Near Hatchet Cover on the northwest side of Martin Point Road lies Crystal Pond, which is shown in winter at left and in early August below.
Once the center of local ice farming for Portland and Boston markets, this idyllic spring-fed fresh-water body is now the source of inspiration for the occasional artist and a serene destination for kayak paddlers. While the pond's small scale offers experienced kayakers no challenge, it provides an abundance of soulful harmony with local flora and opportunities to view American bald eagles, who reside above on the south shore of the pond, and examine the construction methods of a beaver family.
[On Hatchet Cove, Great Blue Herons and Caspian Turns are regular visitors among the gulls, Mallards and other more common birds.]
Like the rest of the Friendship community, Martin Point traffic is largely comprised of locals, who regularly motor down and back up the road just for the serenity of the place, permanent resident "from away" and summer vacationers. Because of its fortunate not-on-a-main-road location, tranquility has been largely preserve
Port Clyde is a crowded little pouch of land at the end of the road. Next stop is Monhegan Island, by ferry. Despite its compactness, it reeks charm, especially after the ferry leaves and fewer people are standing around.
The Monhegan Boat Line's ferry departs from Port Clyde in the early morning, at mid-morning then early- afternoon. It returns from Monhegan at noon, mid-afternoon and in the late afternoon. Check the Boat Line at 207-372-8848 to be certain of precise times and impending schedule changes
The Maine Lobster Festival in Rockland runs July 29 through August 2, 2009, from noon to 10 pm with tickets ranging form $8-a-day to $32 for the entire event. There's a bunch to do, see and eat! And, of course, there's free stuff too. Here's the schedule of events.
Knox County also claims of 14 of the state's 63 lighthouses, and the city itself has a growing cultural base.
Rockland is proud of its growing number of galleries and museums, perhaps the most noted being the Farnsworth Art Museum and the Wyeth Center, both at 352 Main Street on this north bound stretch of the bifurcated US 1 that runs through the center of town.
Focused on American art, The Farnsworth boasts of over 5000 works spanning three centuries. Included are pieces by the three generations of Wyeths: N.C., Andrew and Jamie. Works by Hopper, Nevelson, Indiana and Bellows---among other contemporary artists---are included in the collection.
This charming village sandwiched between Rockland and Camden is most notable for its secluded elegant homes on the harbor and nearby hills as well as the tiny harbor itself.
While a few commercial professional establishments ply their trades here, Rockport has managed to survive quite well secluded off of the main road and without an abundance of commerce.
Practically every town on the Maine coast considers itself “the loveliest…,” but Rockport has the distinction of actually being included among the Forbes Magazine’s 2008 list of “America’s Prettiest Towns.”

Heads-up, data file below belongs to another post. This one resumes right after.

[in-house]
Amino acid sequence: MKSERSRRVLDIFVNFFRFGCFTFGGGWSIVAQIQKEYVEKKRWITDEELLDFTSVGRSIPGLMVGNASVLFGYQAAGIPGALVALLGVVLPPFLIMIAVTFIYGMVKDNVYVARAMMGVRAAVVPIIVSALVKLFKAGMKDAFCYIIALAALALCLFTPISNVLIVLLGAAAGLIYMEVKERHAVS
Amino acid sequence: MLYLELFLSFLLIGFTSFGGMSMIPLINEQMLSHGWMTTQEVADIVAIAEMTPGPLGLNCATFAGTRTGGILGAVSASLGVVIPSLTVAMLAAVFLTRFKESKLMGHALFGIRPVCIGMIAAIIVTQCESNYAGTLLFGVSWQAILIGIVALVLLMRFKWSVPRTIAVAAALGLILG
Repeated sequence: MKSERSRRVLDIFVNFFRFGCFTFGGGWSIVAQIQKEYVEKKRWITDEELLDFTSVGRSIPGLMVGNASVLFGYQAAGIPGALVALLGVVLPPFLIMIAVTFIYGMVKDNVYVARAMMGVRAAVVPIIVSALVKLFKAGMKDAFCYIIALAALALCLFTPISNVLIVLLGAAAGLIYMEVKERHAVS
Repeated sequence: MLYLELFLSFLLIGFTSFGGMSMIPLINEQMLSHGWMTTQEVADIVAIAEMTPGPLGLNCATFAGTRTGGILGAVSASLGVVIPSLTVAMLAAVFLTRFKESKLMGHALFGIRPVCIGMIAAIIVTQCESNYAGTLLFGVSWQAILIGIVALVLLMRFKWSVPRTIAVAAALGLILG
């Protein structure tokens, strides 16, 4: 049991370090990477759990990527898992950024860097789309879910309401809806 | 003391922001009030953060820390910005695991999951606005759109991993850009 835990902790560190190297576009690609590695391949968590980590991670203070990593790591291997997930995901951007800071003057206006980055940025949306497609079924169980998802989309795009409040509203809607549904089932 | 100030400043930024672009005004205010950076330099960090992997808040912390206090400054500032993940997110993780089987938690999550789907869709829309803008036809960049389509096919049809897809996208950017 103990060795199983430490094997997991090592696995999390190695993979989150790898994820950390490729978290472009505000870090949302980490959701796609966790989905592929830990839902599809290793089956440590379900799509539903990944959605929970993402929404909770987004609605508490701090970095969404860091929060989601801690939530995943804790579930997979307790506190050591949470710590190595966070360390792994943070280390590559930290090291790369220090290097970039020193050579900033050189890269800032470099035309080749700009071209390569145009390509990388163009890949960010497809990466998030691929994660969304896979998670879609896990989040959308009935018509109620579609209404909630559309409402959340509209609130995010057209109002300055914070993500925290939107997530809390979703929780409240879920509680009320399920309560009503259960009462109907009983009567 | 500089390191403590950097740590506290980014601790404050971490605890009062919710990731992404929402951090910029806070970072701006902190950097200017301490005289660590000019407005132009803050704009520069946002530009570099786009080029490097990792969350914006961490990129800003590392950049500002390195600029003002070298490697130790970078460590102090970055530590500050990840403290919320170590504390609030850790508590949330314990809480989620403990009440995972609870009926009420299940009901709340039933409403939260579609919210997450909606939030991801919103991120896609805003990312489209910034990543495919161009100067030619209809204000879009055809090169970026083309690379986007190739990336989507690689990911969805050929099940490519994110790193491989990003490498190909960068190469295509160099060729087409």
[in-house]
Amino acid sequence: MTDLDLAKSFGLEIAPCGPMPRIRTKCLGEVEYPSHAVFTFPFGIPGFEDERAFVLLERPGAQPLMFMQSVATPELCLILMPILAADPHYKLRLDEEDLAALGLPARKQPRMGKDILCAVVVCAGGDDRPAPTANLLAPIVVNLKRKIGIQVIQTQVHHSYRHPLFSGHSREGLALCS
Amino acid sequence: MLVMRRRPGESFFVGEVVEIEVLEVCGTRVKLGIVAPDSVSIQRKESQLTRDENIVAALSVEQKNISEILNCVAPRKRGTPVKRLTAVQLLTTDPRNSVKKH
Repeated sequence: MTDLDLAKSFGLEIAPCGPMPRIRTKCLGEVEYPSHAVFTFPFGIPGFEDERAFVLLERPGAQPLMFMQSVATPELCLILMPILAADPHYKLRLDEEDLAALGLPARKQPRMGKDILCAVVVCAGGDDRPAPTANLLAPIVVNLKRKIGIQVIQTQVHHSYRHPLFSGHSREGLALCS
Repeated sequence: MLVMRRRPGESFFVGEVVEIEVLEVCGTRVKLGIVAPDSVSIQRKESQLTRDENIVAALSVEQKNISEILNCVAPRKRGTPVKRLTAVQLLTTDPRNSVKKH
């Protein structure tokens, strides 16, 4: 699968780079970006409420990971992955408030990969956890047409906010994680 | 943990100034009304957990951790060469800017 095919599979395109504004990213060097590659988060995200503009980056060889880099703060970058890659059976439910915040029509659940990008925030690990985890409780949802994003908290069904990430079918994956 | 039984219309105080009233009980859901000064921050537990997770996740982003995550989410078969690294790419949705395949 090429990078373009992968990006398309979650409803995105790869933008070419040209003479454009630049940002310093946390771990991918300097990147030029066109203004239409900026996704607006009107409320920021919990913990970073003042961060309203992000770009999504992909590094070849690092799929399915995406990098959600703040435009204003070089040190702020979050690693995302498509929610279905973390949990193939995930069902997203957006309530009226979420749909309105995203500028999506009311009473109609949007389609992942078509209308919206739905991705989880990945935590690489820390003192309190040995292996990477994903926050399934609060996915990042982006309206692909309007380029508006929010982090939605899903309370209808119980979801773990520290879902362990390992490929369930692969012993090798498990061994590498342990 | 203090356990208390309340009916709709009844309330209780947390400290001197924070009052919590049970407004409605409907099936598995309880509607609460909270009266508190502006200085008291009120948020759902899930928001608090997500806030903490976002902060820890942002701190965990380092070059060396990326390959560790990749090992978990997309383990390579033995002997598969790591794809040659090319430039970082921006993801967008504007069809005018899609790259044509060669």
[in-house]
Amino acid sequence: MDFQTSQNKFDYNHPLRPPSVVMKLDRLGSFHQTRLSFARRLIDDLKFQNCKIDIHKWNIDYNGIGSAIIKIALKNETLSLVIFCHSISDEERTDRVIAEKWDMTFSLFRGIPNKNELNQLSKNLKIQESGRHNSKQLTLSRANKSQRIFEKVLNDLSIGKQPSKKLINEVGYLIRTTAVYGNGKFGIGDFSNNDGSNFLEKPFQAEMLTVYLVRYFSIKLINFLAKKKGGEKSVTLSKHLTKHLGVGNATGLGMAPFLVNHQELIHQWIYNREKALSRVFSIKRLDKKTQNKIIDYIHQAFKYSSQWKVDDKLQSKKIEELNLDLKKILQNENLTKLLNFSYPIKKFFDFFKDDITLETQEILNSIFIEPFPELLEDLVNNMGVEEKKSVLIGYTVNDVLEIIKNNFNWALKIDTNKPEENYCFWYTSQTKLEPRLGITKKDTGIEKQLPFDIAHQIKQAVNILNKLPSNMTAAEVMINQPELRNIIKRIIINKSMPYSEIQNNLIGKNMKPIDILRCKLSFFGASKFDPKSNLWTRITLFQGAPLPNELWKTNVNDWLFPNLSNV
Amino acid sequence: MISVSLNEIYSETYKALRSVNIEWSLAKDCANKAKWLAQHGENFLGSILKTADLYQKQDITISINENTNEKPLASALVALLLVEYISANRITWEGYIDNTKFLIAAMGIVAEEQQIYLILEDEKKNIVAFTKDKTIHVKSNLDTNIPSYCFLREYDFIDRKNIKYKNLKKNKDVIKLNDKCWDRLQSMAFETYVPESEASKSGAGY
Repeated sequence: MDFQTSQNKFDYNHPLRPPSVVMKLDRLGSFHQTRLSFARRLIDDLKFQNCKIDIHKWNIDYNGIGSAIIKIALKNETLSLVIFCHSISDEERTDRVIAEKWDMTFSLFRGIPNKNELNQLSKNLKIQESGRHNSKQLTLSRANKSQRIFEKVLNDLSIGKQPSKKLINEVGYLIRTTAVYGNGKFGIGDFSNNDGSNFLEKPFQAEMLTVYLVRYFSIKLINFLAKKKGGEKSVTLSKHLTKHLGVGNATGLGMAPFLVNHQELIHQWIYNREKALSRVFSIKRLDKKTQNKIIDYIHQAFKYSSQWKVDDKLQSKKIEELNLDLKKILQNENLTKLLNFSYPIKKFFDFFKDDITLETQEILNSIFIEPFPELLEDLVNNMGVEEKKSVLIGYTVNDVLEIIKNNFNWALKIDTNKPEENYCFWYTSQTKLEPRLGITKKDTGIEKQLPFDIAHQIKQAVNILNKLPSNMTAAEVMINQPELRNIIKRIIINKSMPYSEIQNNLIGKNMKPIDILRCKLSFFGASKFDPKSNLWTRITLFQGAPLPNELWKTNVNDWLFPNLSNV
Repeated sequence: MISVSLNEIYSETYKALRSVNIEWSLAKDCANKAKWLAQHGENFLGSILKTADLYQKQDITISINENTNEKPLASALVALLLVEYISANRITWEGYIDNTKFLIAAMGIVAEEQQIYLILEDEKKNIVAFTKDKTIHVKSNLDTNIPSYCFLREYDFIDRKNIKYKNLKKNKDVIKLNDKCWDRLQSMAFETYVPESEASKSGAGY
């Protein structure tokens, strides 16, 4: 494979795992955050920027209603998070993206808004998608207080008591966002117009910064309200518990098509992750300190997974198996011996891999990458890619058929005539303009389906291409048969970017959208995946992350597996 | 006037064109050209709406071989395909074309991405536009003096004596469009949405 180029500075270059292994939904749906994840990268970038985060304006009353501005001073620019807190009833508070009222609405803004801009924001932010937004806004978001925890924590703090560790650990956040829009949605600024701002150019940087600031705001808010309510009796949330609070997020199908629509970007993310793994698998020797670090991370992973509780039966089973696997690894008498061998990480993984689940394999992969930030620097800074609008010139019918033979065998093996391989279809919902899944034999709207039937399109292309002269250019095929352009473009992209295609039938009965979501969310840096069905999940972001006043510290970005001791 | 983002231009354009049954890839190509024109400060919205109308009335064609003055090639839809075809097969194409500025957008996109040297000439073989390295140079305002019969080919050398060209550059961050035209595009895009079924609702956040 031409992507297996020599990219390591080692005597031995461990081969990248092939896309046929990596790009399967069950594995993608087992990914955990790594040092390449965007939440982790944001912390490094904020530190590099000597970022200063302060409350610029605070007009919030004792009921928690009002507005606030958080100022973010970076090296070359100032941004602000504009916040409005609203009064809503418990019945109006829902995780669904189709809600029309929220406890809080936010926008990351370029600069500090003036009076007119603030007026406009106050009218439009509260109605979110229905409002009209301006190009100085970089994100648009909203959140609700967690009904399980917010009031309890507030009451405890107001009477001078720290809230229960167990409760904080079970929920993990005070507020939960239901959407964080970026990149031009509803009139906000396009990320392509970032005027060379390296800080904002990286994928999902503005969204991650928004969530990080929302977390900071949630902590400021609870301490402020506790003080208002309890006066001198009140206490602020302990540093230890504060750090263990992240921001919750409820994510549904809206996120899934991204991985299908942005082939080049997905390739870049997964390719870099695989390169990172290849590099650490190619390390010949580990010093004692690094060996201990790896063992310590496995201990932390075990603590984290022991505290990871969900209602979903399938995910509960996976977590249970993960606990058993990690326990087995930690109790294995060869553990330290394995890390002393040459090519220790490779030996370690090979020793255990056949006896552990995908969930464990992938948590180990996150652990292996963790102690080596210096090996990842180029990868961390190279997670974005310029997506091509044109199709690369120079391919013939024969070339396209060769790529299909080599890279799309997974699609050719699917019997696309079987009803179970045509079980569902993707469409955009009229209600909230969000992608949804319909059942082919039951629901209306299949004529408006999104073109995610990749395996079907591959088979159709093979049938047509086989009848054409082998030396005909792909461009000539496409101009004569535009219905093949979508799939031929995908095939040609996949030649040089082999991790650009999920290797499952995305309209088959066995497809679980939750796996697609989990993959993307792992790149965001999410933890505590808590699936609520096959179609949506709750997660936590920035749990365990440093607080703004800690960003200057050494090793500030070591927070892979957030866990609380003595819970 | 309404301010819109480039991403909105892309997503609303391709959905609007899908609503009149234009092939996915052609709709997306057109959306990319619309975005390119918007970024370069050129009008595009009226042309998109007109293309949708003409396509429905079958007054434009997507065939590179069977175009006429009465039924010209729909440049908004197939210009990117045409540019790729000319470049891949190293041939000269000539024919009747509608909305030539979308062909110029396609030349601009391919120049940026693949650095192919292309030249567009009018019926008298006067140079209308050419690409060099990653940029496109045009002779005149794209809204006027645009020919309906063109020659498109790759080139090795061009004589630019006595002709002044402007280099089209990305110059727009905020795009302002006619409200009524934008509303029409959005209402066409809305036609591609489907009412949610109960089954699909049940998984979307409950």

Tenants Harbor is the less busy neighbor to Port Clyde, five miles away, where you catch the Monhegan Ferry. Farther up the coast are Rockland, Rockport and Camden, making Tenants Harbor, in our opinion, an ideal "base station" for exploring the mid-coast area while also claiming a large amount peace and quiet.
This is a beautiful area, where the focus is on settling into your rented cottage and planning on when you, too, are going to buy there. The "excitement," such as it may be, is up the coast. Tenant's Harbor is for realizing.
The primary attractions in Tenants Harbor---beside which clapboard home you want to buy and hole up in---are the Friendship Sloop Surprise and The East Wind Inn.
Surprise takes passengers on three excursions daily: morning, afternoon and evening/sunset. There's nothing more peaceful that sailing with a steady breeze [or wind] off your quarter, and with someone else to mind the tiller. Contact Surprise at www.FriendshipSloop.com.
The East Wind Inn is an established guest facility in an idyllic location with some accommodations that echo its earlier days. The lowest priced rooms are with a shared bath. From there you can singles, doubles, suites, apartment or cottage.
The Inn's restaurant serves three meals a day. Meeting facilities are available and light food [including lobster rolls] can be obtained at the wharf where Surprise moors. Contact the Inn at www.EastWindInn.com.
Seems that every third community in this part of New England has been called "the Prettiest Village in Maine" by someone at one time or another, and Wiscasset is no exception.
When such things were first becoming important, Wiscasset laid claim to yet another title of quaintness. In a 1930s edition of Samuel Chamberlain's Old New England Villages, the town was noted as one of the best preserved New England villages in Maine, the regional business association tells us.
A decade ago when ship building, fishing and lumbering were mainstay industries in Maine, Wiscasset boasted of being the largest working harbor above Boston. That legacy has long since passed and even the wrecks of the Hesper and the Little Luther---which protruded from Wiscasset's harbor waters for six decades---are now gone. [Community beautification, we assume.] And fishing today is confined to a few local professionals, weekend anglers and tourists.
Tourism is today's staple industry and the business association describes the local appeal this way: "Visitors can stroll the town's pleasant brick sidewalks and visit churches, old graveyards, the Sunken Garden, antique shops, art galleries, fine stores and restaurants." And they're not wrong.
This little community with the funny sounding---and decidedly New England sounding---name is worth your time to stop and stroll before you continue motoring north and east into Midcoast and Down East Maine.
Addendum: Across the Wiscasset River is the 1774 town of Edgecomb. Once more of a farming community than a commercial center, this town is characterized by its classic wooden farmhouses perched above the Sheepscot and Damariscotta Rivers.